The pistachio, a member of the cashew family, is a small tree originating from Central Asia and the Middle East. The tree produces seeds that are widely consumed as food.
Pistacia vera is often confused with other species in the genus Pistacia that are also known as pistachio. These other species can be distinguished by their geographic distributions (in the wild) and their seeds which are much smaller and have a soft shell.
- Botanical Name: Pistacia vera
- Common Name: Pistachio tree
- Plant Type: Fruit
- Mature Size: 25 to 30 feet tall
- Sun Exposure: Full sun
- Soil Type: Light, well-draining, sandy, loamy
- Soil pH: Neutral to slightly alkaline
- Bloom Time: Spring
- Flower Color: Reddish-brown buds
- Hardiness Zones: 7 to 11
- Native Area: Central Asia
- Toxicity: Toxic to horses
The tree grows up to 10 m (33 ft) tall. It has deciduous pinnate leaves 10–20 centimeters (4–8 inches) long. The plants are dioecious, with separate male and female trees. The flowers are apetalous and unisexual and borne in panicles.
The fruit is a drupe, containing an elongated seed, which is the edible portion. The seed, commonly thought of as a nut, is a culinary nut, not a botanical nut. The fruit has a hard, cream-colored exterior shell. The seed has a mauve-colored skin and light green flesh, with a distinctive flavor. When the fruit ripens, the shell changes from green to an autumnal yellow/red and abruptly splits partly open. This is known as dehiscence, and happens with an audible pop. The splitting open is a trait that has been selected by humans. Commercial cultivars vary in how consistently they split open.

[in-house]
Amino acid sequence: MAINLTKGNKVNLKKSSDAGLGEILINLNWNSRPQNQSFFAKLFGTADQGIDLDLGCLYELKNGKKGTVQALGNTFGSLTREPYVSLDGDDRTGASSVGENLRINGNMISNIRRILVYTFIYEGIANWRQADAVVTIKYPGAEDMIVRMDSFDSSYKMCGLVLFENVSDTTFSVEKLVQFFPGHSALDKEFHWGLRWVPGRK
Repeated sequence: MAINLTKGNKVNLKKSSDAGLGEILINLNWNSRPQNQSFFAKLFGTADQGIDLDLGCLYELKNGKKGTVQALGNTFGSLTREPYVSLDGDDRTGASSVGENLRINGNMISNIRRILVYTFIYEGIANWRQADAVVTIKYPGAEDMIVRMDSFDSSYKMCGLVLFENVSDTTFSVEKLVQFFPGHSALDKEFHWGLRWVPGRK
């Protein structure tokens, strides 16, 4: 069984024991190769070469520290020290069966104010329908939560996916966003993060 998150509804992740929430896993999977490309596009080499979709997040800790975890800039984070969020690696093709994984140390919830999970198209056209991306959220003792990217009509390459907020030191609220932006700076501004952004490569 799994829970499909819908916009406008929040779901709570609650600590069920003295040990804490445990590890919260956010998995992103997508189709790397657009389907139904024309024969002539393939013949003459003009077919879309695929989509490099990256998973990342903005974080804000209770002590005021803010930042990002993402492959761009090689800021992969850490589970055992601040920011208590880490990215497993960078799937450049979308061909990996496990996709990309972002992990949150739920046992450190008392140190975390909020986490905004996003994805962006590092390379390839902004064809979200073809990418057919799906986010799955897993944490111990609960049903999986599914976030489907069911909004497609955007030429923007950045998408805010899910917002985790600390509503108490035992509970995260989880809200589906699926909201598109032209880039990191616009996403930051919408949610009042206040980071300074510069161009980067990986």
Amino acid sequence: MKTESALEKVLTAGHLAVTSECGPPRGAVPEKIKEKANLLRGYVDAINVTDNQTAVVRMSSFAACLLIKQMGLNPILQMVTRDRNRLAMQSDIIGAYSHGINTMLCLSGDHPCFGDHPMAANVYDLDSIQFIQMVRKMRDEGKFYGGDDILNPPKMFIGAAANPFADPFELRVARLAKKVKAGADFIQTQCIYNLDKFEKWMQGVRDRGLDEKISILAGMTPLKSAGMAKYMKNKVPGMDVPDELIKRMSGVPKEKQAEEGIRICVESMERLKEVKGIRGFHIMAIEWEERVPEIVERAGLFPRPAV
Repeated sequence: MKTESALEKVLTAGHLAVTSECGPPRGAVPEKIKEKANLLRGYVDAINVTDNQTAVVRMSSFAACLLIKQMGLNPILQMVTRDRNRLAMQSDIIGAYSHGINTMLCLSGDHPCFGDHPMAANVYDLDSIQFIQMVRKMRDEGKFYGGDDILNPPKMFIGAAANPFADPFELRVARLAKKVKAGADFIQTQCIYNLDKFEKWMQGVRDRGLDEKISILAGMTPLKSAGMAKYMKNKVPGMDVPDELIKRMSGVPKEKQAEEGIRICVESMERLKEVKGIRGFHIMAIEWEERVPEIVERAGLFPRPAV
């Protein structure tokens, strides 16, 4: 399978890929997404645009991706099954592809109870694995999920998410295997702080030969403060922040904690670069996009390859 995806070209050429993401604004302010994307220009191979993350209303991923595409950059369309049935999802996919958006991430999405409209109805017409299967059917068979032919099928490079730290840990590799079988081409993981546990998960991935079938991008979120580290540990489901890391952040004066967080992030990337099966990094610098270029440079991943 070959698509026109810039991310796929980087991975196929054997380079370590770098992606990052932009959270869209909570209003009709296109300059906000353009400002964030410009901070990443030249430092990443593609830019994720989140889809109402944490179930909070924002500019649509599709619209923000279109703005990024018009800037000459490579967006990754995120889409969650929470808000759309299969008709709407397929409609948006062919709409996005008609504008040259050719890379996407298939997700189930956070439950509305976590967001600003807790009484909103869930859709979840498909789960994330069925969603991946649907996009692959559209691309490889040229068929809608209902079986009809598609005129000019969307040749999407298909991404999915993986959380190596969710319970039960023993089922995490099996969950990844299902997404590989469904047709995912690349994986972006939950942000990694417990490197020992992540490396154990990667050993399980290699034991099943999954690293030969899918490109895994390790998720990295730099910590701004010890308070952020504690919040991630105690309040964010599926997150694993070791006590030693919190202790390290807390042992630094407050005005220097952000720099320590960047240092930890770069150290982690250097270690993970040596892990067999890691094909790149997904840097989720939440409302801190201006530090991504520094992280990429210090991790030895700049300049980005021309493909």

Each pistachio tree averages around 50 kilograms (110 lb) of seeds, or around 50,000, every two years.
How to Plant Pistachio Trees
Pistacia vera is a dioecious variety of fruit tree. In simple terms, this means that they are not self-pollinating. A tree will either have male or female flowers, and you’ll need one of each if you want to actually produce pistachio nuts.
Gusty winds in the spring and summer are crucial for a healthy pistachio harvest. The pollen from the male trees must have enough wind to blow from the male flowers to the female tree’s flowers. Typically, trees planted within 50 feet of each other will be able to pollinate.
Pistachio Tree Care
Growing pistachios isn’t an option for everyone because of their specific climate needs. The biggest factor to consider is the temperature, humidity, and rainfall of your area. Pistachio trees require very hot temperatures during the day and don’t appreciate high humidity or wet soil. It does best in sandy, well-draining, loamy soil. Infrequent, deep waterings are best.